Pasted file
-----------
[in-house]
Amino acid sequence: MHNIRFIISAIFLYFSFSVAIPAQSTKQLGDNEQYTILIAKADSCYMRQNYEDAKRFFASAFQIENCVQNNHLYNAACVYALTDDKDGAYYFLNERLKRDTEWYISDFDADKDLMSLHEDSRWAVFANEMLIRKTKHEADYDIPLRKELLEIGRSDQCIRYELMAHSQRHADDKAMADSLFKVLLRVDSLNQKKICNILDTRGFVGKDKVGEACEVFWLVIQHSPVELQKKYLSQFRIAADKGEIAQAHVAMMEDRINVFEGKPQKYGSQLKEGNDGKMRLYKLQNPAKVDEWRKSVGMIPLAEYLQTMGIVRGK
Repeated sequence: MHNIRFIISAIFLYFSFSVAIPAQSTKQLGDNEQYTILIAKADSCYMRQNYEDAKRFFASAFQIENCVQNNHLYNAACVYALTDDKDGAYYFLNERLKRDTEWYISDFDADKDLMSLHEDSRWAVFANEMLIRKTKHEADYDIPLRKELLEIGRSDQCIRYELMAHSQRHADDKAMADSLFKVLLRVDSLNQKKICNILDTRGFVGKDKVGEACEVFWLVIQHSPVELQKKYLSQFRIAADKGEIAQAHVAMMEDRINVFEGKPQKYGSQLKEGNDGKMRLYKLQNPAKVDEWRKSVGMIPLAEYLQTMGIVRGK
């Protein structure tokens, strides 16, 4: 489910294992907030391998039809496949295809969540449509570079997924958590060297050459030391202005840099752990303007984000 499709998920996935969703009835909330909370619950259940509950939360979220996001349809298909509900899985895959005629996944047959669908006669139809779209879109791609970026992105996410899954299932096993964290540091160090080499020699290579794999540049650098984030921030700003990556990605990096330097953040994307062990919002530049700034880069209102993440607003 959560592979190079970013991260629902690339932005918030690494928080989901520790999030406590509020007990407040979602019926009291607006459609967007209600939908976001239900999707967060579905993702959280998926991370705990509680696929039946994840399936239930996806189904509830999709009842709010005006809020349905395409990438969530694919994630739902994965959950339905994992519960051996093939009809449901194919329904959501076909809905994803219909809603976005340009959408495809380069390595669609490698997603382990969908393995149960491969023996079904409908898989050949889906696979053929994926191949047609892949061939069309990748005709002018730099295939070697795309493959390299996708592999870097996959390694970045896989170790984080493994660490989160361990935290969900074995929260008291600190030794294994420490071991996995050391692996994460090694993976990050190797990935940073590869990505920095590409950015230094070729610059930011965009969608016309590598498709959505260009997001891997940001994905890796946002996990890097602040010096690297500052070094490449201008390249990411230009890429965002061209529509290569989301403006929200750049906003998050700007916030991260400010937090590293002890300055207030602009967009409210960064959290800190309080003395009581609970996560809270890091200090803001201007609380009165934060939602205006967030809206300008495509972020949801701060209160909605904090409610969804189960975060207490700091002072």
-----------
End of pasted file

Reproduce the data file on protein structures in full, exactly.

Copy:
[in-house]
Amino acid sequence: MHNIRFIISAIFLYFSFSVAIPAQSTKQLGDNEQYTILIAKADSCYMRQNYEDAKRFFASAFQIENCVQNNHLYNAACVYALTDDKDGAYYFLNERLKRDTEWYISDFDADKDLMSLHEDSRWAVFANEMLIRKTKHEADYDIPLRKELLEIGRSDQCIRYELMAHSQRHADDKAMADSLFKVLLRVDSLNQKKICNILDTRGFVGKDKVGEACEVFWLVIQHSPVELQKKYLSQFRIAADKGEIAQAHVAMMEDRINVFEGKPQKYGSQLKEGNDGKMRLYKLQNPAKVDEWRKSVGMIPLAEYLQTMGIVRGK
Repeated sequence: MHNIRFIISAIFLYFSFSVAIPAQSTKQLGDNEQYTILIAKADSCYMRQNYEDAKRFFASAFQIENCVQNNHLYNAACVYALTDDKDGAYYFLNERLKRDTEWYISDFDADKDLMSLHEDSRWAVFANEMLIRKTKHEADYDIPLRKELLEIGRSDQCIRYELMAHSQRHADDKAMADSLFKVLLRVDSLNQKKICNILDTRGFVGKDKVGEACEVFWLVIQHSPVELQKKYLSQFRIAADKGEIAQAHVAMMEDRINVFEGKPQKYGSQLKEGNDGKMRLYKLQNPAKVDEWRKSVGMIPLAEYLQTMGIVRGK
């Protein structure tokens, strides 16, 4: 489910294992907030391998039809496949295809969540449509570079997924958590060297050459030391202005840099752990303007984000 499709998920996935969703009835909330909370619950259940509950939360979220996001349809298909509900899985895959005629996944047959669908006669139809779209879109791609970026992105996410899954299932096993964290540091160090080499020699290579794999540049650098984030921030700003990556990605990096330097953040994307062990919002530049700034880069209102993440607003 959560592979190079970013991260629902690339932005918030690494928080989901520790999030406590509020007990407040979602019926009291607006459609967007209600939908976001239900999707967060579905993702959280998926991370705990509680696929039946994840399936239930996806189904509830999709009842709010005006809020349905395409990438969530694919994630739902994965959950339905994992519960051996093939009809449901194919329904959501076909809905994803219909809603976005340009959408495809380069390595669609490698997603382990969908393995149960491969023996079904409908898989050949889906696979053929994926191949047609892949061939069309990748005709002018730099295939070697795309493959390299996708592999870097996959390694970045896989170790984080493994660490989160361990935290969900074995929260008291600190030794294994420490071991996995050391692996994460090694993976990050190797990935940073590869990505920095590409950015230094070729610059930011965009969608016309590598498709959505260009997001891997940001994905890796946002996990890097602040010096690297500052070094490449201008390249990411230009890429965002061209529509290569989301403006929200750049906003998050700007916030991260400010937090590293002890300055207030602009967009409210960064959290800190309080003395009581609970996560809270890091200090803001201007609380009165934060939602205006967030809206300008495509972020949801701060209160909605904090409610969804189960975060207490700091002072």